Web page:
The move to Kwetgne was soon followed by further moves south, first to Kinmagon and then Meiktila. The squadron, now commanded by S/Ldr. Paddle, played a full part in the last great battle of the Burma war at Sittang and was just preparing for its next challenge during the invasion of Malaya when the use of atomic bombs against the Japanese homeland brought hostilities to an abrupt end.
Pending a decision about its future 113 was moved on 18/08/1945 to Zayatkwin, which was to have been its base in the early stages of the Malaya campaign and a poignant return to the place from which the squadron fought so hard in early 1942.
Even in 1945 there was still plenty of work to be done from dropping leaflets on isolated Japanese units to persuade them that the war had finished, to reconnaissance flights over P.O.W. camps to make sure they had been emptied of allied troops who had suffered so much, some of whom actually flew through Zayatkwin after their liberation. This was dangerous work in monsoon storms and there were several casualties among the many aircraft taking part, but luckily none suffered by 113. The last of these flights by 113 took place on 12/09/1945, shortly after which it was announced that the squadron was to be disbanded.
JAPANESE SURRENDER LEAFLET
Source F/O Gerard Brigden
On the 4th October, (04/10/1945) for the second time in its history, a farewell dinner for all ranks was held. FAREWELL BOOKLET
Personnel were gradually dispersed and the final move for the aircraft came on 13th October 1945 (13/10/1945) when they were all flown via Calcutta to Allahabad and returned to the American Army Corps. It is interesting to reflect that this final flight mirrored almost exactly the last two stages flown by 113 when it was sent urgently to Burma from Egypt in January 1942, and on the leg to Allahabad the formation passed within 10 miles of Asansol which had been home to the squadron for so long in that year when victory must have seemed such a distant goal. Now it had been achieved and all members of 113 can rightly be proud of the part played by the squadron continuously from 1939 to 1945 to bring it about.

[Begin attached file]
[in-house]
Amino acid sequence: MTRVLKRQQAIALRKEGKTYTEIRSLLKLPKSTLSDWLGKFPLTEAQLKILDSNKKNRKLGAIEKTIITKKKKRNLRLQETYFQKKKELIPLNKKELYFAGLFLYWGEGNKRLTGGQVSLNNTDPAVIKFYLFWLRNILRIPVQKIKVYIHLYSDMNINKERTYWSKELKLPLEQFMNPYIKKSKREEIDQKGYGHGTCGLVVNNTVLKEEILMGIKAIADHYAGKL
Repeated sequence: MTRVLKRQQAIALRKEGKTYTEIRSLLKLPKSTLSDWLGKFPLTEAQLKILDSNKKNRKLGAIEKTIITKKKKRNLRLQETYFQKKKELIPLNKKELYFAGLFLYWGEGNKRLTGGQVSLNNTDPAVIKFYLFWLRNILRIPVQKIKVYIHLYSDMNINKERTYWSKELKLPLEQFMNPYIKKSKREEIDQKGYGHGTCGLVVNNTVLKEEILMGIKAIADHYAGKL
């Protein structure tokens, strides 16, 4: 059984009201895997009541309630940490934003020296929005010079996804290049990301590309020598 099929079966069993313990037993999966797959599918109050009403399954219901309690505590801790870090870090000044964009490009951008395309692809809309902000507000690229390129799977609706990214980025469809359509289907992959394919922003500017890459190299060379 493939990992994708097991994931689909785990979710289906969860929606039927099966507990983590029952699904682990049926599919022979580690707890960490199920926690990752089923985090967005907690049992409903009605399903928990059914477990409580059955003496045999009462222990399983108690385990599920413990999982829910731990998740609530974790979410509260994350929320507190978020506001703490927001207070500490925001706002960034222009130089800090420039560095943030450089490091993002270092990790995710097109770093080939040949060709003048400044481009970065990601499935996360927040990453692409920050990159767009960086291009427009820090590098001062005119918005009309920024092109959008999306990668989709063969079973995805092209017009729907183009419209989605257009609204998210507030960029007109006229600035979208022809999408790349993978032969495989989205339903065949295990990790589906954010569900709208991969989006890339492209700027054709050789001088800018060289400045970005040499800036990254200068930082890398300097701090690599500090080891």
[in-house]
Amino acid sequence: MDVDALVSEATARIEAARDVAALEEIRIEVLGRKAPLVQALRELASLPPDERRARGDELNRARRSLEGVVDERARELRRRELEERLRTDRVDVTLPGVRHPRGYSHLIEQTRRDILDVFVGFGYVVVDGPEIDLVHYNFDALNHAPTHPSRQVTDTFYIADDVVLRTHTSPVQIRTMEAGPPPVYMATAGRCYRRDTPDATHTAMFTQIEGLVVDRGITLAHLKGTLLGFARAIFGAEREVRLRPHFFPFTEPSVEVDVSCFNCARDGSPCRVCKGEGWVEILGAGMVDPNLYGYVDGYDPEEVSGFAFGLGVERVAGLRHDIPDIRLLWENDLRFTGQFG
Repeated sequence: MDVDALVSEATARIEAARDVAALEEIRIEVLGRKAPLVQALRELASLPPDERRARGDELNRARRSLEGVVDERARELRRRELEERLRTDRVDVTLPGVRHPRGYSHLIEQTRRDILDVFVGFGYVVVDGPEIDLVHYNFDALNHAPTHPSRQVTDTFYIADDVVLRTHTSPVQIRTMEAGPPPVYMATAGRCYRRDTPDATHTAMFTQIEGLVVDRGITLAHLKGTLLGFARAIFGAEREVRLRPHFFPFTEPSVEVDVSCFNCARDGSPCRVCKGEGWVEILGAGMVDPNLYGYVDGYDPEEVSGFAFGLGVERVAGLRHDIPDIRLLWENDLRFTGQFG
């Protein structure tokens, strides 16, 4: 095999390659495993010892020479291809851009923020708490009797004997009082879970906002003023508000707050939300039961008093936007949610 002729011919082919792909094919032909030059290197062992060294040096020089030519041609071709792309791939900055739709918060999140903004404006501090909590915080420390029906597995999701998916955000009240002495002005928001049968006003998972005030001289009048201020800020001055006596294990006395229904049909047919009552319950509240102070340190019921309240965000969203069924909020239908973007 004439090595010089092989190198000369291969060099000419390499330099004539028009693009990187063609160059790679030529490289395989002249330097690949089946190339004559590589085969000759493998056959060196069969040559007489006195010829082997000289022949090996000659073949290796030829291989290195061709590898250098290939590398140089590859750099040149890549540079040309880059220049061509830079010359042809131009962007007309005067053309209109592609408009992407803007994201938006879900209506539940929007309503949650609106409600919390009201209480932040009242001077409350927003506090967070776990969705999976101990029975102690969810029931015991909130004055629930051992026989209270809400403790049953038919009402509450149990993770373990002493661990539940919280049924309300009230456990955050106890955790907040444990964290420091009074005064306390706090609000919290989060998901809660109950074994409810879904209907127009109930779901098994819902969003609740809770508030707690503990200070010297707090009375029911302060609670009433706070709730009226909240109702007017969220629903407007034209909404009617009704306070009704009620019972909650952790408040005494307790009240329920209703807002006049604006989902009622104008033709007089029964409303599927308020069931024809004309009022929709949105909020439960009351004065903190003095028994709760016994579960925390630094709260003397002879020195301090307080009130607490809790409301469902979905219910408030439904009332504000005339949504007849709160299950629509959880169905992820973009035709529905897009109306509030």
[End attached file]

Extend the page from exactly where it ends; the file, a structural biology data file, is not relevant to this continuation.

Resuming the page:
Velox et Vindex!
FOOTNOTE: Little has been written about the massive demobilization of a world that had been at war for five years. For the millions of soldiers returning home, civilian life could never be the same. They had changed, the world had changed. For untold thousands that made it home, they would forever be casulties of the war just as surely as those who lay forever in foreign lands.
LAC Harry Hitchins - On the 21 November 1946 I was demobbed at Kirkham Lancs No 1 Dispersal Centre. It was very well organized, we had tea in the NAFFI untill our name was called, following which we went through a door at the end to a series of offices. When we got out we had all the paperwork for Civvy life, then a coach took us to the clothing centre........ On the way over in the coach I took out a cigarette and an officer leaned across and gave me a light, I said thank you sir, he laughed and said mister.
The veterans, families and friends of the 113 Squadron
~The foundation for this story by F/O Pat G. Woodward ~